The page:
The press gallery went for it like gannets, sort of the same way I'm doing here.

Nick Kouvalis is Leitch's campaign manager. He also helped Rob Ford and John Tory to win their Toronto mayoralty races. (Nick Kouvalis/Twitter)

"Instead of 15 or 20 [media] mentions, we got 850," says a Leitch campaign insider who spoke on condition of anonymity.

But tossing red meat — sorry, filet mignon — to the elite media isn't the point. The point is to convince the Conservative Party base it has a choice between that darned gal Kellie, who shops at the dollar store and loves a double-double at Timmy's, and the rest of the Tory contenders, who in all likelihood love hot yoga and hate hockey and read the Globe and Mail.

"Elitism is not a function of income or education," explains the Leitch strategist. "It's about being out of touch with average people."

Which is, actually, a very American view.

George W. Bush, the multimillionaire son of a multimillionaire, used to pose for cameras in jeans with a big belt buckle, endlessly clearing the same patch of brush on his Texas ranch. Because, you know, running the world means dealing with tiresome elites all day, and sometimes a man longs to carry a brushhook scythe out into the sun-blasted scrub.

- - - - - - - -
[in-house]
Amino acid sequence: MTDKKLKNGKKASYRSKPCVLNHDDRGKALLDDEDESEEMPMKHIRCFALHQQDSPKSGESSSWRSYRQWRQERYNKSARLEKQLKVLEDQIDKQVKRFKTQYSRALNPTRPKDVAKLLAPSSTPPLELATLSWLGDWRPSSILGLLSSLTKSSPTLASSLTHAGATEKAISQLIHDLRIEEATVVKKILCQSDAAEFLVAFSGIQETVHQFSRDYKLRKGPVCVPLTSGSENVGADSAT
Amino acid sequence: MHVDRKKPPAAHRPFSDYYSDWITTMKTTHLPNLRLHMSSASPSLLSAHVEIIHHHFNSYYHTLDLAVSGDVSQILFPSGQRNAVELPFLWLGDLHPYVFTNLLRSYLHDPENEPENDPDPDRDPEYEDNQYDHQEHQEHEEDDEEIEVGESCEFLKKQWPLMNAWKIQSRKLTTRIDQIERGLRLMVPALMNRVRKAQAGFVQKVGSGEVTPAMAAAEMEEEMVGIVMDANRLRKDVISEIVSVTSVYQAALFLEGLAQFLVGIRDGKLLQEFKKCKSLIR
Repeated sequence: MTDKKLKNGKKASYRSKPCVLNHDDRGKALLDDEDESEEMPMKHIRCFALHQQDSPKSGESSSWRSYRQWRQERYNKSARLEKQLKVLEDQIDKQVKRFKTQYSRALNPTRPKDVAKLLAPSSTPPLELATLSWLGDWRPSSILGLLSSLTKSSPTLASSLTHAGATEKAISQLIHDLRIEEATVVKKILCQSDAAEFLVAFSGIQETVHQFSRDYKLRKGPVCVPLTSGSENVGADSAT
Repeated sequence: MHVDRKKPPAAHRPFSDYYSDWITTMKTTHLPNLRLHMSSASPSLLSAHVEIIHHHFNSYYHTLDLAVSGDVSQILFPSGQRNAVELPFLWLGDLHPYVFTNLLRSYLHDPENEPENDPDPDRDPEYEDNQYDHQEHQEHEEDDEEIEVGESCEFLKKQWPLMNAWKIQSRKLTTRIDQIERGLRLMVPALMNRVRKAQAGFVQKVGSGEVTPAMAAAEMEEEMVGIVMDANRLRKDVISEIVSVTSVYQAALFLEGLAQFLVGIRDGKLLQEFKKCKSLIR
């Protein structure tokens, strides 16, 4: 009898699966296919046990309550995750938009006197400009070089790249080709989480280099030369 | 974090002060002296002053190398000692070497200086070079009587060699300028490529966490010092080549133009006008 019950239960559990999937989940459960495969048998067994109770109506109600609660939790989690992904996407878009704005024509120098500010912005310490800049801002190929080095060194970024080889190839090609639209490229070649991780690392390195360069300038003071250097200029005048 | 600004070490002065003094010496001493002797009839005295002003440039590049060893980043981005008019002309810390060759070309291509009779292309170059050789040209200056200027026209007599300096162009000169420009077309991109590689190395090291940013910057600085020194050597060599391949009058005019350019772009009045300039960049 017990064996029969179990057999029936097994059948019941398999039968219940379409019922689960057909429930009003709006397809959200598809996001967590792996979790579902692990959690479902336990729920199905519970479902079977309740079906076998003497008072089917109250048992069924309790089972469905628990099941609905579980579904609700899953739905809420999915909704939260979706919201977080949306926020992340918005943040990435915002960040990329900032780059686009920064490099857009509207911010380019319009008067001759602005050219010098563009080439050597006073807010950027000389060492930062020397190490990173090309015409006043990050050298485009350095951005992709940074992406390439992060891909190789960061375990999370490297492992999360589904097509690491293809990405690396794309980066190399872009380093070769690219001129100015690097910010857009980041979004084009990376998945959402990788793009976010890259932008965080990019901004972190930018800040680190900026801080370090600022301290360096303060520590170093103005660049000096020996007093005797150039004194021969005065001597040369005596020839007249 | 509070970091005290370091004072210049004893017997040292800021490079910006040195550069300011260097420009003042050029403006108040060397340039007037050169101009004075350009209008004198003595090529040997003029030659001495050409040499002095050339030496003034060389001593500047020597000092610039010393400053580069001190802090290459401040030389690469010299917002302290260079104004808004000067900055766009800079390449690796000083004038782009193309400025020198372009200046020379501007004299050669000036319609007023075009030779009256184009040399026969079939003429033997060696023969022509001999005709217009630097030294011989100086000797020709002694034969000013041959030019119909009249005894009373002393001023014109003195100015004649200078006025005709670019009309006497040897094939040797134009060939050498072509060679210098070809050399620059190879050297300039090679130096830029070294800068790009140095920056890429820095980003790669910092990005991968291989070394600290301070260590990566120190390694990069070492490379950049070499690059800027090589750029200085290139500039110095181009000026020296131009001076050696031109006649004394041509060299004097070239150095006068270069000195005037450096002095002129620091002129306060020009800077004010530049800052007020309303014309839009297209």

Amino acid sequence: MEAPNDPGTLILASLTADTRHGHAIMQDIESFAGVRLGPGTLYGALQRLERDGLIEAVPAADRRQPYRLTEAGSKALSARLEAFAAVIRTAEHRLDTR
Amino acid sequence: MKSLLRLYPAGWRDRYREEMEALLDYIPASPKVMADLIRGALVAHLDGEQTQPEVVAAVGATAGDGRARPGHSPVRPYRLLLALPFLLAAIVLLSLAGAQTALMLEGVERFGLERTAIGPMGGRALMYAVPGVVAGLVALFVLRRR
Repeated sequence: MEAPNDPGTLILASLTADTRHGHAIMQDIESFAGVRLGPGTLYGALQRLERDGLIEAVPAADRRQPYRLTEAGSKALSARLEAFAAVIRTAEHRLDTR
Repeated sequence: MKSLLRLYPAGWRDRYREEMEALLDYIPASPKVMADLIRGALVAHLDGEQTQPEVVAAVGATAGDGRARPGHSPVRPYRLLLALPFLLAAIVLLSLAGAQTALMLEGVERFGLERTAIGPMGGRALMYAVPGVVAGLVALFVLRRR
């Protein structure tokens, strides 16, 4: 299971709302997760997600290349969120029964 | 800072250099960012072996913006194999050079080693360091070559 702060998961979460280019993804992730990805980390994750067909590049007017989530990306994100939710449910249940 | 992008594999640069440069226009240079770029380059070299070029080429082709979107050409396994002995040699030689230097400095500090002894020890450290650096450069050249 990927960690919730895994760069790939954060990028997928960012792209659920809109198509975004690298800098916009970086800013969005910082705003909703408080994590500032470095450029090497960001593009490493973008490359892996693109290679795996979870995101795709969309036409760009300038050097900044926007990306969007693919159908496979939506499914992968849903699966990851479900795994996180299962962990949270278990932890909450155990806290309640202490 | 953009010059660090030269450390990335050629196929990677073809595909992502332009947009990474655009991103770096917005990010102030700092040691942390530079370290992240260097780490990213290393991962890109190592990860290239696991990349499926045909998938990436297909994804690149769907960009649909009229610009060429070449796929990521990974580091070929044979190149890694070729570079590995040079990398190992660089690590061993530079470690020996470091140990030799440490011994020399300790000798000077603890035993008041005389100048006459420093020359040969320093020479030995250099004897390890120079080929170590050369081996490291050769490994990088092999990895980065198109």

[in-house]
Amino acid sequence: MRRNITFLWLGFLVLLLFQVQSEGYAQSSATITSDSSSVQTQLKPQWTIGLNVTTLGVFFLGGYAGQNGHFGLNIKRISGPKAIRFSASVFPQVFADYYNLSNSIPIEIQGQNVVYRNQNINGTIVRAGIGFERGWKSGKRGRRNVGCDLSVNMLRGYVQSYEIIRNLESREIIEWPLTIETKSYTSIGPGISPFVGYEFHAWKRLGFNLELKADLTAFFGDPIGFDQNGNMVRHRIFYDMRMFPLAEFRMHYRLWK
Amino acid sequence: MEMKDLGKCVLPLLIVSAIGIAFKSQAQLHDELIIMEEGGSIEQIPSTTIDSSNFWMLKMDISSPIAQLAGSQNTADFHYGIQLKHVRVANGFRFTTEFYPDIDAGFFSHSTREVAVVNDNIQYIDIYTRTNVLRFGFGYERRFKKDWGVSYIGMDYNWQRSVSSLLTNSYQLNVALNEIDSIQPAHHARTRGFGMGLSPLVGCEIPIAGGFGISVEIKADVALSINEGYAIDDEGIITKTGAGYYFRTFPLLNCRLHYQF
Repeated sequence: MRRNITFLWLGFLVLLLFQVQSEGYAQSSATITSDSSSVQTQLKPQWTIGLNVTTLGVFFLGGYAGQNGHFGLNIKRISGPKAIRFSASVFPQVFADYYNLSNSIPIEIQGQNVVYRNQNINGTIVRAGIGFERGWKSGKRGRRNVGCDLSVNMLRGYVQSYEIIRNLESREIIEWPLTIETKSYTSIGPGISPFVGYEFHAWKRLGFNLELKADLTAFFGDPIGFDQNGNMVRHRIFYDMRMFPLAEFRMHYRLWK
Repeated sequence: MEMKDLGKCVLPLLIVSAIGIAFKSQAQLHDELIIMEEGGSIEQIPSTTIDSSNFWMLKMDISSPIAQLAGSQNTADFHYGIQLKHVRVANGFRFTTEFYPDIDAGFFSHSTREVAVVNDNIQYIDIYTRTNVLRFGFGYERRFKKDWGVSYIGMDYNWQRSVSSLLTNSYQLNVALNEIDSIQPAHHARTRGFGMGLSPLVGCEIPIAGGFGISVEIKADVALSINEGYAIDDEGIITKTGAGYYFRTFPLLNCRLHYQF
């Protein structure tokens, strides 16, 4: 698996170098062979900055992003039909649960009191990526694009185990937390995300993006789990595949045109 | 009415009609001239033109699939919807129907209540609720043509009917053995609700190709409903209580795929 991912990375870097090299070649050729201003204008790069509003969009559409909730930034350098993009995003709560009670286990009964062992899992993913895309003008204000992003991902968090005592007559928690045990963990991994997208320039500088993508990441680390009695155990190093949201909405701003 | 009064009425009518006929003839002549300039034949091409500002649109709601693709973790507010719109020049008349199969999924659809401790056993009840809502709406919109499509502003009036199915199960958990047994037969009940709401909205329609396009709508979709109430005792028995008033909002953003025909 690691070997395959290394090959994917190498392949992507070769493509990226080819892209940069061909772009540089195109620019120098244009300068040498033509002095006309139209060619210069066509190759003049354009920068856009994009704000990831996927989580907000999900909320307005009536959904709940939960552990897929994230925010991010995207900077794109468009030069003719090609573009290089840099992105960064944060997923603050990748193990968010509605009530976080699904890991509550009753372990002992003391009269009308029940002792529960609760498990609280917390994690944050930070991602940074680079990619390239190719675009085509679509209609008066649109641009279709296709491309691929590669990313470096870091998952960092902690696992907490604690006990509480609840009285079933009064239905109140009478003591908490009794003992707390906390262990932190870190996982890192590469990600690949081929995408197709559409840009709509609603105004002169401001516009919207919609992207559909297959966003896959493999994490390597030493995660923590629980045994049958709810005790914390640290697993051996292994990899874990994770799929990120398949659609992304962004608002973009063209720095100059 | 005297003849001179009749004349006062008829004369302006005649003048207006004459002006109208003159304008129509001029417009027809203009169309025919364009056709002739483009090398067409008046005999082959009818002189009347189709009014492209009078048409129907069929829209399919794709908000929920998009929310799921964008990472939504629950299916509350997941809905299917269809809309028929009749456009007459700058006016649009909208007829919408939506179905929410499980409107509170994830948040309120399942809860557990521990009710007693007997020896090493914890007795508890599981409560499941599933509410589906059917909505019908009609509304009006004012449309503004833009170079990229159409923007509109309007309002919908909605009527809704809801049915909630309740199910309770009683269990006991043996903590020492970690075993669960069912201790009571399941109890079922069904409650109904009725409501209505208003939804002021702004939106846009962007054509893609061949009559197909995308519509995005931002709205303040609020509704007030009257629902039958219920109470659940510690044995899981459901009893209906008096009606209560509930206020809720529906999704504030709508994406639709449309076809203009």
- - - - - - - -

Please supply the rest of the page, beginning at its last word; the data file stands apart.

Bush's principal campaign theme in 2004 was mocking Democrat John Kerry for being an elitist. Kerry windsurfed, for example, which only elites do, and, even worse, he speaks fluent French. (Bush speaks Spanish, which is manly.)

Senator Ted Cruz, who roared in Congress about the tyranny of the Washington elite, attended Princeton University and Harvard Law School.

President George W. Bush uses a chainsaw to cut up a hackberry tree on his ranch in Crawford, Texas, in August 2001. (Susan Walsh/Associated Press)

Sarah Palin, who became rich pretending she spends her time running around in the wilderness shooting and skinning grizzly bears and moose, likes to divide America into "real Americans" and the elites, who aren't real Americans at all, because they live in places like New York or Los Angeles.

And of course Donald Trump somehow manages to be a non-elite Manhattan billionaire.

These people gush this nonsense because it works. The chumps buy it: Donald and Sarah and George and Ted are just like them.

In Canada, educated and wealthy politicians have certainly played the humble-origins game – Jean Chrétien was not actually a "little guy" with Chevrolet tastes, and Brian Mulroney did not come to Parliament from, as Pierre Trudeau once sarcastically noted, "a little log cabin on the Miramichi."

But harping on "elitism," which ultimately plays on envious contempt for any sort of learning or distinction, is relatively new here.

Make no mistake: Kellie Leitch is a charter member of the elite, and should be admired for it.

Accomplished, elite people in positions of leadership is a good and natural thing.

Common sense, while valuable, is no replacement for serious education. Only in the Tea Party world does running a gas station in Peoria qualify you to oversee monetary policy.

I'd prefer my heart specialist to be best in class, and so what if he, or she, arrives at work in a Porsche?


Neil Macdonald is a former foreign correspondent and columnist for CBC News who has also worked in newspapers. He speaks English and French fluently, as well as some Arabic.